#5. You’re My World by Cilla Black.
‘You’re My World’ was the follow up to Cilla’s ‘Anyone Who Had A Heart’ and managed to claim the number 1 spot for some 4 weeks in June 1964. It was to be Cilla’s last number 1, although she was to chart another 8 times in the UK top 10. The Italian ballad ‘Il Mio Mondo’ from which it was spawned had been given the George Martin treatment and recorded at Abbey Road Studios with The Breakaways offering backing vocals on the track, it has still managed to stand the test of time as one of the truly great ’60s ballads.
#6. Needles & Pins by The Searchers.
The Searchers covered this great Sonny Bono penned song originally recorded by Jackie De Shannon (as they did with another of their hits When You Walk In The Room). The Searchers for a while in 1964 were said to be the only band that could rival The Beatles, which was no mean feat. This was to be the second of their 3 number 1’s and most notably managed to chart at a rather respectable #13 in the US charts.
#7. Do Wah Diddy Diddy by Manfred Mann.
Manfred Mann managed to top the charts on both sides of the Atlantic with this powerful cover of the Exciters’ song ‘Doh Wah Diddy Diddy’ largely due to Paul Jones’ phenomenal singing voice The Manfred’s displaced the Beatles ‘A Hard Days’ Night’ from the top of the charts in August 1964 and were to be another British band taking the US by storm.
#8. Have I The Right by The Honeycombs.
The Honeycombs’ ‘Have I The Right’ was to knock The Manfreds off the top spot in August 1964 with this Joe Meek produced ’60s classic. Whilst the song itself is definitely one of the most original British songs of the 1960s, the Honeycombs are often remembered by the fact they had a female drummer, highly unusual for the times.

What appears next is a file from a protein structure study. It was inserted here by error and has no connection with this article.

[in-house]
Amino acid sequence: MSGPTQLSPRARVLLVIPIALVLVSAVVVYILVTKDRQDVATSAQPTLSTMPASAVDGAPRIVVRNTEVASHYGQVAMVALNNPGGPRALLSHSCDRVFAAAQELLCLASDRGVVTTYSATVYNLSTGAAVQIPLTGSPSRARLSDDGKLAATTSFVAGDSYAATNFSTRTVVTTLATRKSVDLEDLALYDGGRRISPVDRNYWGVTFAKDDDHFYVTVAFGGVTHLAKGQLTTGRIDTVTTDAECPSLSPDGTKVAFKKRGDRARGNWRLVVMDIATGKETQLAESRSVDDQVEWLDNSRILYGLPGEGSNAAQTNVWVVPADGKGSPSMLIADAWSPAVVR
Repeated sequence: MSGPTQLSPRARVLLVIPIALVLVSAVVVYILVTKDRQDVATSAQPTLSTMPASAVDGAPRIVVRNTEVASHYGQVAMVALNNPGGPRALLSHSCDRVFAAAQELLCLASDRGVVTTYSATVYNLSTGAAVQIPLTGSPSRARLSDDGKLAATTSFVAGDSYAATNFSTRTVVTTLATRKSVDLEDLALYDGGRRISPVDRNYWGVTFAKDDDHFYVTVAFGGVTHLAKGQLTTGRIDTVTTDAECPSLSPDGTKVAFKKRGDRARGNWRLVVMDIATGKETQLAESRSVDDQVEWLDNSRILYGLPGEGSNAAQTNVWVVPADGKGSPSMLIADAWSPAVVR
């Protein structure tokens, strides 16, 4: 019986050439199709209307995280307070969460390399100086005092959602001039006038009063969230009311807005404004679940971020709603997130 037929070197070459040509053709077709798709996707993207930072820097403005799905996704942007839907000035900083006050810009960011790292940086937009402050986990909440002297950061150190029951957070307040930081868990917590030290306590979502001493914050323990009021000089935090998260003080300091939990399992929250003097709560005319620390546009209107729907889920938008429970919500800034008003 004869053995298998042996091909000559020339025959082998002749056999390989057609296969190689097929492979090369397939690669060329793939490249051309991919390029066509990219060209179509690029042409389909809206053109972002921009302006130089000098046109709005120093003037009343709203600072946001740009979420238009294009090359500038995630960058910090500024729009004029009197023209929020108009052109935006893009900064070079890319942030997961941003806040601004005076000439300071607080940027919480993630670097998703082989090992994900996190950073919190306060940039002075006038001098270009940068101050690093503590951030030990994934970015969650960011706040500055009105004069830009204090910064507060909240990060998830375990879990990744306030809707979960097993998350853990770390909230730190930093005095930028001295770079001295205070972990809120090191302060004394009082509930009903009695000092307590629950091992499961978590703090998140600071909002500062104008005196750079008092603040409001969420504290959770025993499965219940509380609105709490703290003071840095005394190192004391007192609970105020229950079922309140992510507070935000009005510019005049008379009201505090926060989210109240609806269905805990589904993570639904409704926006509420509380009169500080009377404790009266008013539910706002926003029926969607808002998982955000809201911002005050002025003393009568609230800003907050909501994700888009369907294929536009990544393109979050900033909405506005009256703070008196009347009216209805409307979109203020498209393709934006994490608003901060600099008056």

#9. The House of The Rising Sun by The Animals.
Perhaps one of the most recognisable opening bars of music ever laid down on vinyl. ‘The House Of The Rising Sun’ was another UK chart-topper that did the same across the pond. Eric Burdon’s powerhouse performance belies his diminutive stature but not his influence on ’60s music. The song has taken on truly legendary status over the years and is quite rightly one of the true sounds of the 1960s. The song is said to have inspired the young folksinger Bob Dylan to go electric.
#10. You Really Got Me by The Kinks.
The Kinks blues inspired ‘You Really Got Me’ spent 2 weeks at the top spot in September 1964 before being replaced by Peter Noone’s Herman’s Hermits. Whilst this was The Kink’s third release it was to prove their breakthrough hit both here and in the US. The Kinks were another of the bands making up the Brit Invasion of the mid-’60s. With talent like this, what hope did the popmeisters on the other side of the pond have?
Spring Chicken 1964 Favourite.
Downtown by Petula Clark.
Petula Clark managed number 2 in the UK and a number 1 in the US with this searing piece of ’60s power pop. Upon its release, the song was considered somewhat ‘out of time’ as it didn’t seem to fit into any particular genre and perhaps the reason why it’s proved so timeless is that it never will.